The story, Evans Tries an O-Level, is a tale of bravery as well as deceit. In a prison house where the entire attention of the authorities is focused upon the antics of one particular culprit, a comic event takes which baffles everyone. Evans, who is the main culprit, plans a ruse to escape with external help from his friends and puts to test the competence of all the security personnel. He has a reputation which precedes him, and the Governor of the prison knows this very well but hides it from the Secretary of the Examinations Board. He wants to give Evans a chance at a reformed life because he is aware of his intelligence. Hence, the Governor approves Evans’ request for attending the German Language Exams but decides to tighten the security around his cell. Although, the sudden interest in academic qualifications was not typical of Evans, the Governor did not suspect any ulterior motive because he was confident about the security protocols. However, if you read between the lines, the text hints at the clever criminal’s real intentions from the very start – ‘And besides, there was just a possibility that Evans was genuinely interested in O-level German. Just a slight possibility. Just a very slight possibility’. What happens next unravels the majority of the story over a very short period of time, where every minute counts in Evans’s sagacious prison-break scheme. Even when the vigilant police and Governor finally catch up to him, he is saved by his loyal friends in the nick of time. This is how Evans earns the title of ‘jail bird’ as he had an involuntary disease of stealing things and fleeing to revel in it.
Evans Tries An O-Level Explanation: Literary Devices
There are many imageries and metaphoric statements in the story Evans Tries an O-Level as the story requires psychological insight for deeper understanding. The author presents an interesting symbol, in the form of a hat which indicates how people perceive Evans himself –
‘Evans put his right hand lovingly on top of the filthy woollen’, with a bit of compassion as well as disgust. Evans claims that this hat is a sign of good luck for him and he wants to carry it along with him for the exam but incidentally, the hat also conceals the tools for his escape. The dual purpose of this hat makes it an interesting analogy within the context of this story and challenges the readers to look for more clues of an escape operation. The purpose of the – ‘choppy new haircut’, is a ruse to provide a distraction and imitate the fake pastor McLeery who poses as the examiner. With such tricks up his sleeve, we see Evans skilfully manoeuvre himself out of the prison with a carefully- laid plan which he puts into action and succeeds.
Evans Tries An O-Level Character Sketch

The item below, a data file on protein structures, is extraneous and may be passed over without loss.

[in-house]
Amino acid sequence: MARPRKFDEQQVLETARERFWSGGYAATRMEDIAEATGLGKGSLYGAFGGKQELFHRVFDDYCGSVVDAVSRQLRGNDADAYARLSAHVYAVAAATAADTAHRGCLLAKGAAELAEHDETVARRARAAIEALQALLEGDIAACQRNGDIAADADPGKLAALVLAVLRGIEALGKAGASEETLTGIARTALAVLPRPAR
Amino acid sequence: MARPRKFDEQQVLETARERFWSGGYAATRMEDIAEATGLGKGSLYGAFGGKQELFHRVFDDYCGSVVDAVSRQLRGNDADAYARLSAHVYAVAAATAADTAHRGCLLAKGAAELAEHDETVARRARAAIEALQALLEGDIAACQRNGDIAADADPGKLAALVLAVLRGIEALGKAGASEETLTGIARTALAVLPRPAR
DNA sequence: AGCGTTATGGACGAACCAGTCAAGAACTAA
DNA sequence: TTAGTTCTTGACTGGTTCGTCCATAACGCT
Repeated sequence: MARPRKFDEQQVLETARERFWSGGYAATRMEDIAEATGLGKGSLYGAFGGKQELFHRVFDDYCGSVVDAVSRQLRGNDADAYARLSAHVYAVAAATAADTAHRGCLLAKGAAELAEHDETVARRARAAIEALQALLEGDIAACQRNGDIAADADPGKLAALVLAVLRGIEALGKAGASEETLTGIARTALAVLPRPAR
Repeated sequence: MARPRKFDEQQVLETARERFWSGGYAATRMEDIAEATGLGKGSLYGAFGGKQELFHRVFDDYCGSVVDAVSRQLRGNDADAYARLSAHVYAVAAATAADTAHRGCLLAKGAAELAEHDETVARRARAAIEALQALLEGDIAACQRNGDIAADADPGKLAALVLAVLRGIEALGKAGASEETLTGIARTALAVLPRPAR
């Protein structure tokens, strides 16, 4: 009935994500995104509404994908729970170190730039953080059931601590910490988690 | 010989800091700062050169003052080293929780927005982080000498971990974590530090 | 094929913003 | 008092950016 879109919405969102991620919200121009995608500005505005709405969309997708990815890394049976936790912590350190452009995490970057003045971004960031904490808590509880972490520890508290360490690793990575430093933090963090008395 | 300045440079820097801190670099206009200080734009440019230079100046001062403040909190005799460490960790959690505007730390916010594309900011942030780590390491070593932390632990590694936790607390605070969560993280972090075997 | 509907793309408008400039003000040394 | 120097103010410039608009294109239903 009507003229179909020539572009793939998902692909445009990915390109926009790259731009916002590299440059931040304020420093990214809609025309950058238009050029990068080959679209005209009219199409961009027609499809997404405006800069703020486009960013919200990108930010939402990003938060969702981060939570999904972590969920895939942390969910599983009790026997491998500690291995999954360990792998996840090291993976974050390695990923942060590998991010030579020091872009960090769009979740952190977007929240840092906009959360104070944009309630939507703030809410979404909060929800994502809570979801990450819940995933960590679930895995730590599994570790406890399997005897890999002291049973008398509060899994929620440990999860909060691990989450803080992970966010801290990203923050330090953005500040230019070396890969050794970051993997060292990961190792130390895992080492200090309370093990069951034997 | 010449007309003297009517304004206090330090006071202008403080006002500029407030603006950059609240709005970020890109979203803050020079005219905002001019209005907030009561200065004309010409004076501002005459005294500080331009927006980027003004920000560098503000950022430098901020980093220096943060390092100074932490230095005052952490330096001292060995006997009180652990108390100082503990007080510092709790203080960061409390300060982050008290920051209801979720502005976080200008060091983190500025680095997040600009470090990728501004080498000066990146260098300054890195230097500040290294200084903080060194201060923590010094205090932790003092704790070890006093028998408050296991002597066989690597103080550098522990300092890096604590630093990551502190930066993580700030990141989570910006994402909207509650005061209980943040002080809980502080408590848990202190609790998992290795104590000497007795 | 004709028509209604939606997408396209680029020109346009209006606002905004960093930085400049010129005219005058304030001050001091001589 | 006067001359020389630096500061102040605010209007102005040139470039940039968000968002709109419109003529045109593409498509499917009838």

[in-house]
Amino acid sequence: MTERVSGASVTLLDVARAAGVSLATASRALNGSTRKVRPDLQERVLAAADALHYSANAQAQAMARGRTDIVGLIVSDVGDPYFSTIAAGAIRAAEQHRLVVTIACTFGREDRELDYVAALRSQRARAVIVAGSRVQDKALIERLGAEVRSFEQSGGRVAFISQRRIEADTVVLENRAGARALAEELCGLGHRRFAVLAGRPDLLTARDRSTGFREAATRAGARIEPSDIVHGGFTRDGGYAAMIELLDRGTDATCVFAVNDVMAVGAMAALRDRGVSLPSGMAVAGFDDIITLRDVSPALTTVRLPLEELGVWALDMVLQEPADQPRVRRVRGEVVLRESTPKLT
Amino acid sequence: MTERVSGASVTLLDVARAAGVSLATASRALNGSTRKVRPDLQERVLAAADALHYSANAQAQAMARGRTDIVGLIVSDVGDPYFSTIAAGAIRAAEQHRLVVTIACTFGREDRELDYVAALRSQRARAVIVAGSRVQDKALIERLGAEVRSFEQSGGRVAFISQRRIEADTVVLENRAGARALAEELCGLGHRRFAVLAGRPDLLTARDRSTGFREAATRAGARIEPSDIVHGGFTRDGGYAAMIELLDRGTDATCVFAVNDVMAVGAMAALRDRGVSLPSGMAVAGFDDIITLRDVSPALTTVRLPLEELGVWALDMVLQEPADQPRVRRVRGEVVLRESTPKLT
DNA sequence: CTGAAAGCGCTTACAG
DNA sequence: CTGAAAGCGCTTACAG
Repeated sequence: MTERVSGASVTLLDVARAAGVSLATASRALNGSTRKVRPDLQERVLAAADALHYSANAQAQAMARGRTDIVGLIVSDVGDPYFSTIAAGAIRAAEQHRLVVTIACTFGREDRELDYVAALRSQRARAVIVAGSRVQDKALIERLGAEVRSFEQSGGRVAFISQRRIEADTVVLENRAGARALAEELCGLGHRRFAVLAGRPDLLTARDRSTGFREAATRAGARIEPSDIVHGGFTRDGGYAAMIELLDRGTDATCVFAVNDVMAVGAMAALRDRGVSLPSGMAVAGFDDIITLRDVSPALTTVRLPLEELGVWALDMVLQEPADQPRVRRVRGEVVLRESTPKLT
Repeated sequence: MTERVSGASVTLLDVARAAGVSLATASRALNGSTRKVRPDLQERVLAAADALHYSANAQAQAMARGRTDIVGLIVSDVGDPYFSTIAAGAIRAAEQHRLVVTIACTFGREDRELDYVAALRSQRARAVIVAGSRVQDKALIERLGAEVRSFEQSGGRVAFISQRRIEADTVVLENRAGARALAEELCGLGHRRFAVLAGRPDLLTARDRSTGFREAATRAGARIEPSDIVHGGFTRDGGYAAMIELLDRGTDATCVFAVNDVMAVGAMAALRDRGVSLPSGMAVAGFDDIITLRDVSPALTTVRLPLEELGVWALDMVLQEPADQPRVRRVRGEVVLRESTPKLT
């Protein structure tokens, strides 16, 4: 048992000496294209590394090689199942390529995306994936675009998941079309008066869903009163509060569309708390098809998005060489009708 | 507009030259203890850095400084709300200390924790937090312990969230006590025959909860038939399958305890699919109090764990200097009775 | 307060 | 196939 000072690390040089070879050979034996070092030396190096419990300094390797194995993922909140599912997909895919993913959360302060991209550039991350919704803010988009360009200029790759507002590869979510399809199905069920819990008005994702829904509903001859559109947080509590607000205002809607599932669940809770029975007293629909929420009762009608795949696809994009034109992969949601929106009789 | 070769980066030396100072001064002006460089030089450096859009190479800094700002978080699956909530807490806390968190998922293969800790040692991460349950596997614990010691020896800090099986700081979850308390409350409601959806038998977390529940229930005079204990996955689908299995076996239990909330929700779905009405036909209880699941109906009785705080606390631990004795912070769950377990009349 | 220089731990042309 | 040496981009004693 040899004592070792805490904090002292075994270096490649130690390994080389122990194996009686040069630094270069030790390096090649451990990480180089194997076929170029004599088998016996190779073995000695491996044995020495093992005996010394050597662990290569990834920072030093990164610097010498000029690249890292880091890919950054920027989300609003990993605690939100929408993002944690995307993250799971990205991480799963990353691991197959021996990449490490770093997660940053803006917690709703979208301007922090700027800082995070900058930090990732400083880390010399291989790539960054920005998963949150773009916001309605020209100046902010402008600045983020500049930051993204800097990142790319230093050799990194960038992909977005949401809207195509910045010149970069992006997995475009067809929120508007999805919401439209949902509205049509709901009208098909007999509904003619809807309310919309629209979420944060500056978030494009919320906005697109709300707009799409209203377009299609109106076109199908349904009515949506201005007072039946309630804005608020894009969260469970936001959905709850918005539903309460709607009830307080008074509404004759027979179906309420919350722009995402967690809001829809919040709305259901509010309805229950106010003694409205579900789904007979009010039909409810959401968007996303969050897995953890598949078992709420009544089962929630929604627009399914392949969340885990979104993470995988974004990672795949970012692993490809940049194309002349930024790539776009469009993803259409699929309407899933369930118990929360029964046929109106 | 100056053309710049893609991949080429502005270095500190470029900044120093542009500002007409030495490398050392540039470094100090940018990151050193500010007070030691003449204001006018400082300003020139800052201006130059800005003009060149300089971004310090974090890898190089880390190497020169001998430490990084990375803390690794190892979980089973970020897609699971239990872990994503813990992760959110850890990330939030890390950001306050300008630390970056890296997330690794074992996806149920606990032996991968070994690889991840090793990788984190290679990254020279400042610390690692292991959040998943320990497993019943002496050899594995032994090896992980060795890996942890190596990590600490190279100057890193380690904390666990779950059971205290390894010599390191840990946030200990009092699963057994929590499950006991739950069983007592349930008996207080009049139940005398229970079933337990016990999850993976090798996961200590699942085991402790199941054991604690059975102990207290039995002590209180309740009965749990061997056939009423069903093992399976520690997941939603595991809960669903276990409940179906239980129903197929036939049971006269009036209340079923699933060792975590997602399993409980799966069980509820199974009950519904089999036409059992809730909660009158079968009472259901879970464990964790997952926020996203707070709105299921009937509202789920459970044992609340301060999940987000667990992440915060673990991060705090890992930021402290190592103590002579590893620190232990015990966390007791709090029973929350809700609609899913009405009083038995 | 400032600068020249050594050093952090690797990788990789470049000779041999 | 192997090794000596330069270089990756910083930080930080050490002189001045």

The character of Evans is both the protagonist as well as the antagonist in the story. In one hand, Evans behaves like the typical fool of a Shakespearean play – as he indulges in comic banter with people around, and on the other hand he wins against detectives and wardens alike with his patiently carried out escape. In Oxford, they refer to him as “Evans the Break,” who’s escaped three times from various prisons and difficult to confine. The Governor thinks this time will be different but as it turns out Evans was well prepared for this game. Despite being closely watched by the Governor and many others, Evans manages to escape in the moments following his exam by posing as the proctor—a complicated plan made easier by the fact that Reverend McLeery is not, in fact, the real McLeery but one of Evans’s old friends. The Governor, a charmingly over-indulgent man of some seniority tries to take the most amount of security as needed to avoid being fooled and to have him prepared for the exam. He was nevertheless tricked by the elaborate scheme laid out by Evans but thereafter, he gets cautious and takes hint from the German exam paper and because he knows a little of that language, he succeeds at capturing him once again. At the hotel they share a brief camaraderie where the Governor comes to know how he planned his escape and tells him that his game is over! The Governor makes him surrender and believes that he has outsmarted the Kleptomaniac. The gullibility of his character has been reflected here.
Colin Dexter, who is himself from Oxford, writes a story based on the intellectual but curious spirit of the town where a vanquishing mystery like Evans exists. To conclude, the tale inspires a psychological battle between criminal and the law enforcement, the trickster and the fool. This short story is just a speck in the vast series of criminal novels (Inspector Morse), which is the legacy of Norman Colin Dexter. Some of his most celebrated novels include Last Bus to Woodstock, The Dead of Jericho, The Daughters of Cain and The Silent World of Nicholas Quinn.